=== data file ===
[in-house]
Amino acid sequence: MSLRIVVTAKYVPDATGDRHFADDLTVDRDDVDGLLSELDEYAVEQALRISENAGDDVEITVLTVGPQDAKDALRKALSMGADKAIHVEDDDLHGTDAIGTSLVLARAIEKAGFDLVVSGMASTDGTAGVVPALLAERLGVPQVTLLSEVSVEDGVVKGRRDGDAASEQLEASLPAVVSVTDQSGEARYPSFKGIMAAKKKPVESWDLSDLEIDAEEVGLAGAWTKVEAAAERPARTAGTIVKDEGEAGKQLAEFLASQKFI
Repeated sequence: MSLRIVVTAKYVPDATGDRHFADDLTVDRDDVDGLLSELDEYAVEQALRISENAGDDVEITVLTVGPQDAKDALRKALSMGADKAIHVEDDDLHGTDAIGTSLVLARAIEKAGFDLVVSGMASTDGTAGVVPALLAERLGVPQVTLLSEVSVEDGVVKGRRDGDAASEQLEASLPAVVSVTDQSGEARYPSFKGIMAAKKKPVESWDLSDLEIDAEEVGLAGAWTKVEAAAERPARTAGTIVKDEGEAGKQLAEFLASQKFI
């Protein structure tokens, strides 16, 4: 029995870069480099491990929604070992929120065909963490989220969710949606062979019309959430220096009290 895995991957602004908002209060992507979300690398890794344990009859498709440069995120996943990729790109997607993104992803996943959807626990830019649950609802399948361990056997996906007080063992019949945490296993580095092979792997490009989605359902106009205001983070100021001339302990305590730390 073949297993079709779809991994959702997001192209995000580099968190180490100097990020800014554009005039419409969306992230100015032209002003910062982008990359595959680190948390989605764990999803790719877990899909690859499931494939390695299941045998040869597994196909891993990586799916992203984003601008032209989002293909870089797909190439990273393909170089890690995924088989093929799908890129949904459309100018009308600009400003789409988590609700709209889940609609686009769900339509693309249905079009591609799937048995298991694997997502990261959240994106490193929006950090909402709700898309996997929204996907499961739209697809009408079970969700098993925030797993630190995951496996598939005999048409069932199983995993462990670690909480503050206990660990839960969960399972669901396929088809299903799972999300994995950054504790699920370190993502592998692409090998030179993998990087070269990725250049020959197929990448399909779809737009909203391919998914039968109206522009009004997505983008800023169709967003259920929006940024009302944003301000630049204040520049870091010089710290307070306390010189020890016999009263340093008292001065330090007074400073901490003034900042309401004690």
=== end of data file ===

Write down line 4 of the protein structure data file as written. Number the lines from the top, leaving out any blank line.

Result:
């Protein structure tokens, strides 16, 4: 029995870069480099491990929604070992929120065909963490989220969710949606062979019309959430220096009290 895995991957602004908002209060992507979300690398890794344990009859498709440069995120996943990729790109997607993104992803996943959807626990830019649950609802399948361990056997996906007080063992019949945490296993580095092979792997490009989605359902106009205001983070100021001339302990305590730390 073949297993079709779809991994959702997001192209995000580099968190180490100097990020800014554009005039419409969306992230100015032209002003910062982008990359595959680190948390989605764990999803790719877990899909690859499931494939390695299941045998040869597994196909891993990586799916992203984003601008032209989002293909870089797909190439990273393909170089890690995924088989093929799908890129949904459309100018009308600009400003789409988590609700709209889940609609686009769900339509693309249905079009591609799937048995298991694997997502990261959240994106490193929006950090909402709700898309996997929204996907499961739209697809009408079970969700098993925030797993630190995951496996598939005999048409069932199983995993462990670690909480503050206990660990839960969960399972669901396929088809299903799972999300994995950054504790699920370190993502592998692409090998030179993998990087070269990725250049020959197929990448399909779809737009909203391919998914039968109206522009009004997505983008800023169709967003259920929006940024009302944003301000630049204040520049870091010089710290307070306390010189020890016999009263340093008292001065330090007074400073901490003034900042309401004690």